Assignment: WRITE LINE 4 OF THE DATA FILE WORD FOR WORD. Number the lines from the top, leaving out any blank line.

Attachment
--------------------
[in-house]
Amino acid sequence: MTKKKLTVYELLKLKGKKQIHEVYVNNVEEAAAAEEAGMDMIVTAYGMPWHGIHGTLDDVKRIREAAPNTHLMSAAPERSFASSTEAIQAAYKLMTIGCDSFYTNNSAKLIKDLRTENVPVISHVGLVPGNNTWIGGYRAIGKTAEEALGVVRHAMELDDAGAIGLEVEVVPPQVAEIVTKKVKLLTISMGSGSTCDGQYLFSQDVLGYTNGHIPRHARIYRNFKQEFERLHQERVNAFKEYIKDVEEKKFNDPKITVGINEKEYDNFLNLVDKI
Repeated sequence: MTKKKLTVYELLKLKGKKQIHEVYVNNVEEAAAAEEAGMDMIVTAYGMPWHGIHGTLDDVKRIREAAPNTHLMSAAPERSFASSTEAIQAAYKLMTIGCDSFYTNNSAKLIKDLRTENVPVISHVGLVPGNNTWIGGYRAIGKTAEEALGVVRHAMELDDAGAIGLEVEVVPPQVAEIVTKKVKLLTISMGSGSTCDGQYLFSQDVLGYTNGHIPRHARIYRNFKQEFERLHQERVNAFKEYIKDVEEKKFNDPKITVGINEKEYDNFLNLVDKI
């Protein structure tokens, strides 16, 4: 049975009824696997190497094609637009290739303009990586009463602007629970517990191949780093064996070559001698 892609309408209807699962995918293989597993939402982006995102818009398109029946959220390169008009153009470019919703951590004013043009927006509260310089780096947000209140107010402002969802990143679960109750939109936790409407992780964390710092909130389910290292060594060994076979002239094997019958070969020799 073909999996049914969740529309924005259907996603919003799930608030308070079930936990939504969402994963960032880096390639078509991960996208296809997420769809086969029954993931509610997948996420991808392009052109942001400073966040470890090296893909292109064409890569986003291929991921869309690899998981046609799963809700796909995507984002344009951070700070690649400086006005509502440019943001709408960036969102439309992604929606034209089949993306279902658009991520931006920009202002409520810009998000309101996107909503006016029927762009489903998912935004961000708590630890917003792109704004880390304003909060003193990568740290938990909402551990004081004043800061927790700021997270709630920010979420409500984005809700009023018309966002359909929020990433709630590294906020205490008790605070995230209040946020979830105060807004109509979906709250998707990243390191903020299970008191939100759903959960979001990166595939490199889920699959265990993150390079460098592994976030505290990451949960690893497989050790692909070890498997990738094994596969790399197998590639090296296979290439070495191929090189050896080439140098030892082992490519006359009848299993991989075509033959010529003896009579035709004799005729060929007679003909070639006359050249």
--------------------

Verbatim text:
């Protein structure tokens, strides 16, 4: 049975009824696997190497094609637009290739303009990586009463602007629970517990191949780093064996070559001698 892609309408209807699962995918293989597993939402982006995102818009398109029946959220390169008009153009470019919703951590004013043009927006509260310089780096947000209140107010402002969802990143679960109750939109936790409407992780964390710092909130389910290292060594060994076979002239094997019958070969020799 073909999996049914969740529309924005259907996603919003799930608030308070079930936990939504969402994963960032880096390639078509991960996208296809997420769809086969029954993931509610997948996420991808392009052109942001400073966040470890090296893909292109064409890569986003291929991921869309690899998981046609799963809700796909995507984002344009951070700070690649400086006005509502440019943001709408960036969102439309992604929606034209089949993306279902658009991520931006920009202002409520810009998000309101996107909503006016029927762009489903998912935004961000708590630890917003792109704004880390304003909060003193990568740290938990909402551990004081004043800061927790700021997270709630920010979420409500984005809700009023018309966002359909929020990433709630590294906020205490008790605070995230209040946020979830105060807004109509979906709250998707990243390191903020299970008191939100759903959960979001990166595939490199889920699959265990993150390079460098592994976030505290990451949960690893497989050790692909070890498997990738094994596969790399197998590639090296296979290439070495191929090189050896080439140098030892082992490519006359009848299993991989075509033959010529003896009579035709004799005729060929007679003909070639006359050249």